That would allow the designer of the smart pointer to make no hard-coded commitment as to whether or not modifications of the reference counter shall be done in a thread-safe manner:

template<typename T, typename P>
class smart_ptr : protected P
    // ... 
    smart_ptr(smart_ptr const& sp)
    // ...
    T* p;
    int* refcount;

In a multi-threaded context, a client could use an instantiation of the smart pointer template with a policy that realizes thread-safe increments and decrements of the reference counter (Windows platformed assumed here):

class mt_refcount_policy
    add_ref(int* refcount) { ::InterlockedIncrement(refcount); }
    release(int* refcount) { ::InterlockedDecrement(refcount); }

template<typename T>
using my_smart_ptr = smart_ptr<T, mt_refcount_policy>;

In a single-threaded environment, on the other hand, a client could instantiate the smart pointer template with a policy class that simply increases and decreases the counter's value:

class st_refcount_policy
    add_ref(int* refcount) { (*refcount)++; }
    release(int* refcount) { (*refcount)--; }

template<typename T>
using my_smart_ptr = smart_ptr<T, st_refcount_policy>;

This way, the library designer has provided a flexible solution that is capable of offering the best compromise between performance and safety ("You don't pay for what you don't use").

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The typedef of reference_type is incorrect for my_traits<T&>, it should be typedef T& reference_type;. – Sylvain Defresne Feb 6 '13 at 9:16
@SylvainDefresne: Right, fixed it. Thank you – Andy Prowl Feb 6 '13 at 9:29

If you're using ModeT, IsReentrant, and IsAsync to control the behaviour of the Server, then it's a policy.

Alternatively, if you are want a way to describe the characteristics of the server to another object, then you could define a traits class like so:

template <typename ServerType>
class ServerTraits;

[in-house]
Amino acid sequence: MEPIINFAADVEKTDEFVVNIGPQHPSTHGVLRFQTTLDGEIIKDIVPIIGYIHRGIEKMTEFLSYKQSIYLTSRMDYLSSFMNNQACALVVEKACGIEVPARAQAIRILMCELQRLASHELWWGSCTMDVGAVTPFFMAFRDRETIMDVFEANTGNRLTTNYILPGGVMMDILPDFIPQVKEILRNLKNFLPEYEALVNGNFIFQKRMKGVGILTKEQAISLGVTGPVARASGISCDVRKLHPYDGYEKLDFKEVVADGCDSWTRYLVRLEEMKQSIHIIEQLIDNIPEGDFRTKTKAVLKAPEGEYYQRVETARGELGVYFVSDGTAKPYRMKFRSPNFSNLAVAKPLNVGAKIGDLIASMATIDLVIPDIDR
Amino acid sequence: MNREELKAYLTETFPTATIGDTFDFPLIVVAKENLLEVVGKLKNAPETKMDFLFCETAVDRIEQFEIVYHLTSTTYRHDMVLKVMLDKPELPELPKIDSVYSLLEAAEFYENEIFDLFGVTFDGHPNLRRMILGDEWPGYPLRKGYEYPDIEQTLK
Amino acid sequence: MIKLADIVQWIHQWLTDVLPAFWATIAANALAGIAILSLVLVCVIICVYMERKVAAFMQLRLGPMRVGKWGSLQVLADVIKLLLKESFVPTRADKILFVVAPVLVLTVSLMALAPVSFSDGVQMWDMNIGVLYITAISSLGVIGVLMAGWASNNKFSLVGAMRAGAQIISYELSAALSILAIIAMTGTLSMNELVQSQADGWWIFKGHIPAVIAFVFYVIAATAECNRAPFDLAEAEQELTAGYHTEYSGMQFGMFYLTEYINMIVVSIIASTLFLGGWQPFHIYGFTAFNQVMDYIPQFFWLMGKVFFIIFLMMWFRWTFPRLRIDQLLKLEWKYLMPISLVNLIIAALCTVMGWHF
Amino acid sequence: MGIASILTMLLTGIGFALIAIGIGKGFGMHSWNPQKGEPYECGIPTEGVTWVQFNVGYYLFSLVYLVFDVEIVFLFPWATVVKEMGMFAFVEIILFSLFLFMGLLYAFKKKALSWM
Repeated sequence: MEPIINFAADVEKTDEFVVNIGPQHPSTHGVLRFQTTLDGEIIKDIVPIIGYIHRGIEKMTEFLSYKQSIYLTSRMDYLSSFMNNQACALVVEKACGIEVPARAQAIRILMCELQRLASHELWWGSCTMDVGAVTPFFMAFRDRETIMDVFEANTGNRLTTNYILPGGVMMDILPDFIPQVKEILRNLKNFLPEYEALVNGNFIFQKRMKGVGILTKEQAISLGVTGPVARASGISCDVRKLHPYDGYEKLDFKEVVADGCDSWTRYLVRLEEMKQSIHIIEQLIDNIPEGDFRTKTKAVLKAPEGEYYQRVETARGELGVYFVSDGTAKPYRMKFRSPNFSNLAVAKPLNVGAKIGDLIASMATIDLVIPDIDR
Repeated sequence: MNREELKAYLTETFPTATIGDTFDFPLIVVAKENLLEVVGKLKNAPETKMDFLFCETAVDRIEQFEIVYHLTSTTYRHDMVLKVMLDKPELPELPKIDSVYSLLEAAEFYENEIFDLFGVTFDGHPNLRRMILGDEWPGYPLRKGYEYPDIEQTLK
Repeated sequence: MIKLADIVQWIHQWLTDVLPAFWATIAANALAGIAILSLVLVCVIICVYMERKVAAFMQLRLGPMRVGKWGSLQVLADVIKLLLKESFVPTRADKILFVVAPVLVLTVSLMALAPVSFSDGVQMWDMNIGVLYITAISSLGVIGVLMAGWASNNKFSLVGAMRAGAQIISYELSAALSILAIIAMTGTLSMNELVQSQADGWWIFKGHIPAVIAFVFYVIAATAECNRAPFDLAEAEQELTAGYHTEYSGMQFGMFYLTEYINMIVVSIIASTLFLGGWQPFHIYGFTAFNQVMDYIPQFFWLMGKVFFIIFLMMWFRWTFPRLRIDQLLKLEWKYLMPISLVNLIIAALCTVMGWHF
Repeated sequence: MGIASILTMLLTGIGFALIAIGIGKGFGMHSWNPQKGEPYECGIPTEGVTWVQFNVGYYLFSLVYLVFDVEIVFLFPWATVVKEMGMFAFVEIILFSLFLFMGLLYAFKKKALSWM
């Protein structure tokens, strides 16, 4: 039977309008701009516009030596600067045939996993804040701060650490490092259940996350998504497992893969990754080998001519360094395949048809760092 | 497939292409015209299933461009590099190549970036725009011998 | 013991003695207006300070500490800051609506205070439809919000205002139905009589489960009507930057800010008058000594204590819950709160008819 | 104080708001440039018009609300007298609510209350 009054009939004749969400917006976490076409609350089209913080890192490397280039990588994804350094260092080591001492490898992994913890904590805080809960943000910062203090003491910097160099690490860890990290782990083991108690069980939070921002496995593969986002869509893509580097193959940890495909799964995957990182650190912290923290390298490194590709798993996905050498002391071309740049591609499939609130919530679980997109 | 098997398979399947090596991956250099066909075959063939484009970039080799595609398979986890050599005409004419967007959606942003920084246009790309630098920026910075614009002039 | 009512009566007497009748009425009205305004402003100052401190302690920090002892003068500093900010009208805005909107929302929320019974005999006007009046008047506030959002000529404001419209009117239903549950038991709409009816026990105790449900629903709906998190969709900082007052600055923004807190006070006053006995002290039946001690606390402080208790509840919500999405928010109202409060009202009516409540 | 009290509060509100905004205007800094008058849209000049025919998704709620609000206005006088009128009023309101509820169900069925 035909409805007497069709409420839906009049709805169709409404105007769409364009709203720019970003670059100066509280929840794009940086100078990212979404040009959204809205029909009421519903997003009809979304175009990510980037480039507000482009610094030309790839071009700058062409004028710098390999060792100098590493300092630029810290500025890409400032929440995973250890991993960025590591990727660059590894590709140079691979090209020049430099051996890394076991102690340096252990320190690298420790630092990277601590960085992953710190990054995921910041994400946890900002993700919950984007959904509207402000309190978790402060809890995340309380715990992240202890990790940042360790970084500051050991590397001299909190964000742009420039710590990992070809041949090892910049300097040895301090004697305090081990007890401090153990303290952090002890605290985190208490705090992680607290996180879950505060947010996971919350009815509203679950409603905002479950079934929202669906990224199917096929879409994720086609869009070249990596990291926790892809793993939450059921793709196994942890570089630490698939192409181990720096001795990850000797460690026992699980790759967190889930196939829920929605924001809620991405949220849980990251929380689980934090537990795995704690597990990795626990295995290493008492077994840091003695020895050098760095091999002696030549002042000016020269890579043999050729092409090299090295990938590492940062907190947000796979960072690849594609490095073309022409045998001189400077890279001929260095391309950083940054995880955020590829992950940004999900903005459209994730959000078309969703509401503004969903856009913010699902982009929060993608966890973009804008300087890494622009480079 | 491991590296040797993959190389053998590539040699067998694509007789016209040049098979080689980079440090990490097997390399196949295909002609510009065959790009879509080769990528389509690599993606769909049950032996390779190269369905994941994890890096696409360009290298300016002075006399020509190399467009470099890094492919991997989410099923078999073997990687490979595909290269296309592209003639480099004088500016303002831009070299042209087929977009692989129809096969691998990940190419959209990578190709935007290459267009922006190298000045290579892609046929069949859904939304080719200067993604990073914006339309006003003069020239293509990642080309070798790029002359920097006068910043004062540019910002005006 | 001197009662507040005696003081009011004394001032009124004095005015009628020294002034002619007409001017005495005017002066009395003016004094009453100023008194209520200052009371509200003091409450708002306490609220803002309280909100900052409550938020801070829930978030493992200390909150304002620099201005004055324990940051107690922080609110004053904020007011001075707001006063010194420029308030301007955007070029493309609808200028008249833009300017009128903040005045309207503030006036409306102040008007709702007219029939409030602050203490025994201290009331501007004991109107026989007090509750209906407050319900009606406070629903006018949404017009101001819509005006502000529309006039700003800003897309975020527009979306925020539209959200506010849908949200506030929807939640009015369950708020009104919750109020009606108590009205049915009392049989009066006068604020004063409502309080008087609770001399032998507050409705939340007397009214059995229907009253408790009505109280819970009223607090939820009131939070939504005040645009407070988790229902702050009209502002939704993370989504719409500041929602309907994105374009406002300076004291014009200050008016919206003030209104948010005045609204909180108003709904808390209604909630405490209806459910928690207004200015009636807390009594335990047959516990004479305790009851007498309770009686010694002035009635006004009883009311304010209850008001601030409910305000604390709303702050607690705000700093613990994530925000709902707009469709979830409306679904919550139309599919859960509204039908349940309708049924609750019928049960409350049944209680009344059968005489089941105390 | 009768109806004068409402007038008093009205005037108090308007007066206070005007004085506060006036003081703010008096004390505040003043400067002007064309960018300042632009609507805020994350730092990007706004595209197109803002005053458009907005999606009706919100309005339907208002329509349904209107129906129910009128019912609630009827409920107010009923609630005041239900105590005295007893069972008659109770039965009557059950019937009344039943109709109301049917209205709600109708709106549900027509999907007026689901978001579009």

class ServerTraits<Server>
    enum { ModeT = SomeNamespace::MODE_NORMAL };
    static const bool IsReentrant = true;
    static const bool IsAsync = true;
share|improve this answer
nice, that actually boils down the accepted answer to the given example :) – Marti Nito May 16 at 22:43

Here are a couple of examples to clarify Alex Chamberlain's comment:

A common example of a trait class is std::iterator_traits. Let's say we have some template class C with a member function which takes two iterators, iterates over the values, and accumulates the result in some way. We want the accumulation strategy to be defined as part of the template too, but will use a policy rather than a trait to achieve that.

template <typename Iterator, typename AccumulationPolicy>
class C{
    void foo(Iterator begin, Iterator end){
        AccumulationPolicy::Accumulator accumulator;
        for(Iterator i = begin; i != end; ++i){
            std::iterator_traits<Iterator>::value_type value = *i;

The policy is passed in to our template class, while the trait is derived from the template parameter. So what you have is more akin to a policy. There are situations where traits are more appropriate, and where policies are more appropriate, and often the same effect can be achieved with either method leading to some debate about which is most expressive.